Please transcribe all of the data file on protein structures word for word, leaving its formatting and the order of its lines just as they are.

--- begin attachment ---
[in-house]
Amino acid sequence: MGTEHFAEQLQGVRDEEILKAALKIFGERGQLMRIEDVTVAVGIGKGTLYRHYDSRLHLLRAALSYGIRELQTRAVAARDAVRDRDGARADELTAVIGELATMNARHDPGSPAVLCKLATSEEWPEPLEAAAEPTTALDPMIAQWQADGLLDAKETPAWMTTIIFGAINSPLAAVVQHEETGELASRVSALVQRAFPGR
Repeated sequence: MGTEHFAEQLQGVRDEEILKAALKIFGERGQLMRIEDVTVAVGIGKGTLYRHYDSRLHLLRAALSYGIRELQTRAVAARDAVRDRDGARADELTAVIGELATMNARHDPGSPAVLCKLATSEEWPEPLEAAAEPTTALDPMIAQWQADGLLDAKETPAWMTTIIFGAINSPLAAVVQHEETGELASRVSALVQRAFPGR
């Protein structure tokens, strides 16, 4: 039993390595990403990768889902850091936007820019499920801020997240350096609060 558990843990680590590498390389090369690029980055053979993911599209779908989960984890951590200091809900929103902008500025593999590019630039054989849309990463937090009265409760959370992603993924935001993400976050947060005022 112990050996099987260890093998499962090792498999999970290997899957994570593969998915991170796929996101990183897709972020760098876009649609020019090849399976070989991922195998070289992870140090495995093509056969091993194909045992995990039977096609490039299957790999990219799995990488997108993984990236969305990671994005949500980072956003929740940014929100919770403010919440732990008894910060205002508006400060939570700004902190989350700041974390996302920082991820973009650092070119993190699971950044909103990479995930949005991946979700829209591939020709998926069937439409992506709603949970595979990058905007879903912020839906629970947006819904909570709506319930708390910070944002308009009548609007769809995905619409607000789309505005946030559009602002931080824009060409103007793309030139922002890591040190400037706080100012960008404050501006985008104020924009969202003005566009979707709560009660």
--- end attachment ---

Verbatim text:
[in-house]
Amino acid sequence: MGTEHFAEQLQGVRDEEILKAALKIFGERGQLMRIEDVTVAVGIGKGTLYRHYDSRLHLLRAALSYGIRELQTRAVAARDAVRDRDGARADELTAVIGELATMNARHDPGSPAVLCKLATSEEWPEPLEAAAEPTTALDPMIAQWQADGLLDAKETPAWMTTIIFGAINSPLAAVVQHEETGELASRVSALVQRAFPGR
Repeated sequence: MGTEHFAEQLQGVRDEEILKAALKIFGERGQLMRIEDVTVAVGIGKGTLYRHYDSRLHLLRAALSYGIRELQTRAVAARDAVRDRDGARADELTAVIGELATMNARHDPGSPAVLCKLATSEEWPEPLEAAAEPTTALDPMIAQWQADGLLDAKETPAWMTTIIFGAINSPLAAVVQHEETGELASRVSALVQRAFPGR
């Protein structure tokens, strides 16, 4: 039993390595990403990768889902850091936007820019499920801020997240350096609060 558990843990680590590498390389090369690029980055053979993911599209779908989960984890951590200091809900929103902008500025593999590019630039054989849309990463937090009265409760959370992603993924935001993400976050947060005022 112990050996099987260890093998499962090792498999999970290997899957994570593969998915991170796929996101990183897709972020760098876009649609020019090849399976070989991922195998070289992870140090495995093509056969091993194909045992995990039977096609490039299957790999990219799995990488997108993984990236969305990671994005949500980072956003929740940014929100919770403010919440732990008894910060205002508006400060939570700004902190989350700041974390996302920082991820973009650092070119993190699971950044909103990479995930949005991946979700829209591939020709998926069937439409992506709603949970595979990058905007879903912020839906629970947006819904909570709506319930708390910070944002308009009548609007769809995905619409607000789309505005946030559009602002931080824009060409103007793309030139922002890591040190400037706080100012960008404050501006985008104020924009969202003005566009979707709560009660």